NEW YORK (Dow Jones)--Natural gas futures prices plunged to a fresh two-year low Wednesday, as traders brace for a government report expected to show another week of sluggish demand for gas.
Natural gas for January delivery settled down 14.3 cents, or 4.4%, to $3.136 a million British thermal units on the New York Mercantile Exchange. That's the lowest finish for gas since Sept. 11, 2009.
Futures pushed lower ahead of a weekly report that's expected to show a much smaller-than-normal draw in natural gas inventories, as mild temperatures across the U.S. continue to keep a lid on gas-fired heating demand.
"We're going through December without any sort of frigid conditions on the weather outlooks, and it's inspiring no real buying interest," said Matt Smith, analyst at Summit Energy in Louisville, Ky.
The Department of Energy report, due Thursday at 10:30 a.m. EST, is expected to show a draw in gas inventories of 94 billion cubic feet in the week ended Dec. 9, according to a survey of analysts and traders by Dow Jones Newswires.
That's well below the 142 billion cubic feet that is the five-year average decline for that week.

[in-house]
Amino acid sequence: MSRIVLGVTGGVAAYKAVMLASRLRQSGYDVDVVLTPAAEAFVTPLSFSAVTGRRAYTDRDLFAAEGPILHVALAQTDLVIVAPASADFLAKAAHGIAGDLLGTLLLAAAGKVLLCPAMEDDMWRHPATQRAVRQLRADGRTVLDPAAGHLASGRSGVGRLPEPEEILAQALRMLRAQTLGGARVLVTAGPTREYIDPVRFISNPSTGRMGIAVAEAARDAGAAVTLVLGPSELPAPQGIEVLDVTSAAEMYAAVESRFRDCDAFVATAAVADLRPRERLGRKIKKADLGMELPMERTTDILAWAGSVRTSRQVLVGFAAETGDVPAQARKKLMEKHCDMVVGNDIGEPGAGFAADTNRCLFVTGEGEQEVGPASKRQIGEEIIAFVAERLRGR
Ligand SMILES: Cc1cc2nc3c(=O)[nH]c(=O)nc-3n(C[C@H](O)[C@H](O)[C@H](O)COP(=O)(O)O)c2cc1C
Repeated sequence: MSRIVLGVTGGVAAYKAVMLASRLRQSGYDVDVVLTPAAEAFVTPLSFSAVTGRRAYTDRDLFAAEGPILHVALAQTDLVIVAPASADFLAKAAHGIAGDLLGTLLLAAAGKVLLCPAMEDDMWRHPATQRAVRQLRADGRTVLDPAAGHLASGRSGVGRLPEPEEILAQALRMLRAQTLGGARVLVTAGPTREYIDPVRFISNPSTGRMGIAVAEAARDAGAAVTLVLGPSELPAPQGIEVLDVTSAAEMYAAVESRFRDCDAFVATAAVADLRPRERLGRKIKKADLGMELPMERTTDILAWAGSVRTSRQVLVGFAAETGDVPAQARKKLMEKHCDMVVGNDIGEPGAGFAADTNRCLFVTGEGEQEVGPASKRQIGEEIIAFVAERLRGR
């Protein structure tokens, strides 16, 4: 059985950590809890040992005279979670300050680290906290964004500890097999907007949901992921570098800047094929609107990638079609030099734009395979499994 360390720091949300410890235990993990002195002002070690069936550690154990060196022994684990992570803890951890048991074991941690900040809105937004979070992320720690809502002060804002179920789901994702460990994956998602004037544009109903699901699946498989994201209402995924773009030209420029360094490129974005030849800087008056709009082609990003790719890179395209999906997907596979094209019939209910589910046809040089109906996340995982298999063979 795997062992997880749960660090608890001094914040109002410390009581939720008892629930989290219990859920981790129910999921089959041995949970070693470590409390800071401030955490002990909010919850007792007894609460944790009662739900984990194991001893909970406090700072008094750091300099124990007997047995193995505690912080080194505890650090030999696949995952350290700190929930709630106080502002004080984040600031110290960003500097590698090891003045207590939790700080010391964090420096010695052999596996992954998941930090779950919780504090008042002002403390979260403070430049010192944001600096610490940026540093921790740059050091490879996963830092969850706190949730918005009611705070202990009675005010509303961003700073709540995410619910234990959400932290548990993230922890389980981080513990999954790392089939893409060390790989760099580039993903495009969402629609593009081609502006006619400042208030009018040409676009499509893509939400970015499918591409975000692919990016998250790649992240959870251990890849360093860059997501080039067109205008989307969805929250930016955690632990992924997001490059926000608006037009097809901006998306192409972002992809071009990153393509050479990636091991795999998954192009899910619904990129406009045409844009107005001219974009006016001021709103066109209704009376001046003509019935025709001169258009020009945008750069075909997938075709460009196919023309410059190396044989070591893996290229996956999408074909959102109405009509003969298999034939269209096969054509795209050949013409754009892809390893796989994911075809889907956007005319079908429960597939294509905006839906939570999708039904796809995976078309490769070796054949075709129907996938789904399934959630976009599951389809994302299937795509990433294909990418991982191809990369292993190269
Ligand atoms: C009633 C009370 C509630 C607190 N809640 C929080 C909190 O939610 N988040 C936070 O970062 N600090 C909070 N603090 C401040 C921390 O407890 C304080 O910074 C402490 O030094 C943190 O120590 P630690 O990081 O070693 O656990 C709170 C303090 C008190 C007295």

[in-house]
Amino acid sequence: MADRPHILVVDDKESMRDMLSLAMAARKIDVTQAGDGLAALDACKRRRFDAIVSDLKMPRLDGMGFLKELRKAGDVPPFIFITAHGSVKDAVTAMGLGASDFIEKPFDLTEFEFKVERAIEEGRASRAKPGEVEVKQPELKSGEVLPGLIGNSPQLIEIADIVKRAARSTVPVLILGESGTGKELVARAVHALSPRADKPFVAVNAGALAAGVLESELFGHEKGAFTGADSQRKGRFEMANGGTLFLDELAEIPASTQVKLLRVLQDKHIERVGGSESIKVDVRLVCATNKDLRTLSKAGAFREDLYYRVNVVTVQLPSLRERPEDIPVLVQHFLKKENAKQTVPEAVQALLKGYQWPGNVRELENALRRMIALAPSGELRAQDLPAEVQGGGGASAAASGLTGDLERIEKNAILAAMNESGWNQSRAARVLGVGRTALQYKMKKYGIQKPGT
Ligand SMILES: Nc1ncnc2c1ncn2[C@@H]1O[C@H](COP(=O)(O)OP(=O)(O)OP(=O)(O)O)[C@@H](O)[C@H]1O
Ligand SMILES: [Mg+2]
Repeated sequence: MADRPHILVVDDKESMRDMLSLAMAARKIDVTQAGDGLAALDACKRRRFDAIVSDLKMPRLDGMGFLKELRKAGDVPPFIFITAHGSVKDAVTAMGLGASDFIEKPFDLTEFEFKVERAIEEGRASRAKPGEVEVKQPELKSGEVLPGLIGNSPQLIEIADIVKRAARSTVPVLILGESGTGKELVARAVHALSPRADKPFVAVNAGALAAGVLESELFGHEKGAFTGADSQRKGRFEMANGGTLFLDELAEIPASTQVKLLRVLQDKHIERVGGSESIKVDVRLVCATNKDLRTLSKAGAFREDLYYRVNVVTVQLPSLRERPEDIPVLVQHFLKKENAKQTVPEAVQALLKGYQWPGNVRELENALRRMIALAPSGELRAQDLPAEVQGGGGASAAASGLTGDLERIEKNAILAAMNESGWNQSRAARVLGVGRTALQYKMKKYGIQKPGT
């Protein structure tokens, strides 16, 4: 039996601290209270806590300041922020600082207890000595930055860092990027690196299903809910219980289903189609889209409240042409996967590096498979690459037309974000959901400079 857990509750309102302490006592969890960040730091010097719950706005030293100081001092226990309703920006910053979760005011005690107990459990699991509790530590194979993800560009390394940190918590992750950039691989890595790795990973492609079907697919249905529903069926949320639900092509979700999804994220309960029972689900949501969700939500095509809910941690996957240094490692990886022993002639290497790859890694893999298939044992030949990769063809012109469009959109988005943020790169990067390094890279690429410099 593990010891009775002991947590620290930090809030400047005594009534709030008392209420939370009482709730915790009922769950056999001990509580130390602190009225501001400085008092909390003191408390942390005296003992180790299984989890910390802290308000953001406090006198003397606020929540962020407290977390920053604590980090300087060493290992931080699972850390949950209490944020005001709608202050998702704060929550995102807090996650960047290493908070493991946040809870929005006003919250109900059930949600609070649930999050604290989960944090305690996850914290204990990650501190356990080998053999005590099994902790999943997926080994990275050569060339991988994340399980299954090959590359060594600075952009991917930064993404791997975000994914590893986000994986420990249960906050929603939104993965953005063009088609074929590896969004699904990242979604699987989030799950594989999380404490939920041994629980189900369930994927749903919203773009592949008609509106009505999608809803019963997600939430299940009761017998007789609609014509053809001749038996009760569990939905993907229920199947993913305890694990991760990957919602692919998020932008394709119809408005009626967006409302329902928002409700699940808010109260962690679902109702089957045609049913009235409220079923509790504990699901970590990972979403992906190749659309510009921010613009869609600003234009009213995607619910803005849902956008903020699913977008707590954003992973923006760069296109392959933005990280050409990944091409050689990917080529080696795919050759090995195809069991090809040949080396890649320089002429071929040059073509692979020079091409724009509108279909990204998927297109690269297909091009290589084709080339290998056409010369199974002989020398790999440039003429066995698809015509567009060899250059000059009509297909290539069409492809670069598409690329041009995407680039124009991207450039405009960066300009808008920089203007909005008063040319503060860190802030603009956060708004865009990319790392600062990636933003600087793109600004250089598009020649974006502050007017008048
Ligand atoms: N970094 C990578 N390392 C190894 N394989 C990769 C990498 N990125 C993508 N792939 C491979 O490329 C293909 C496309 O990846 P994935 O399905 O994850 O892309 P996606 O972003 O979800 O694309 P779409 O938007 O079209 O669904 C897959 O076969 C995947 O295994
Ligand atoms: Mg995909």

If the storage estimate is correct, inventories as of Dec. 9 will total 3.736 trillion cubic feet, about 13.3% above the five-year average and 4.5% above last year's level for the same week.
Wednesday's decline places front-month futures within striking distance of the $3/MMBtu psychological threshold. The last time front-month futures traded below $3/MMBtu was also in September 2009.
"There's not much support until the psychological $3, right above our technical target of $2.996," said Pax Saunders, analyst at Gelber & Associates, in a research report.
Mild weather and elevated domestic production has battered the gas market in recent months. Typically, futures rise this time of year as homes and businesses ramp up their use of heating fueled by natural gas. But the warm temperatures have delayed such a rally.
Several analysts say that rally is coming, but it's likely to be later than usual.
"For now, there's little reason to buy given the backdrop of these weak fundamentals," said Smith.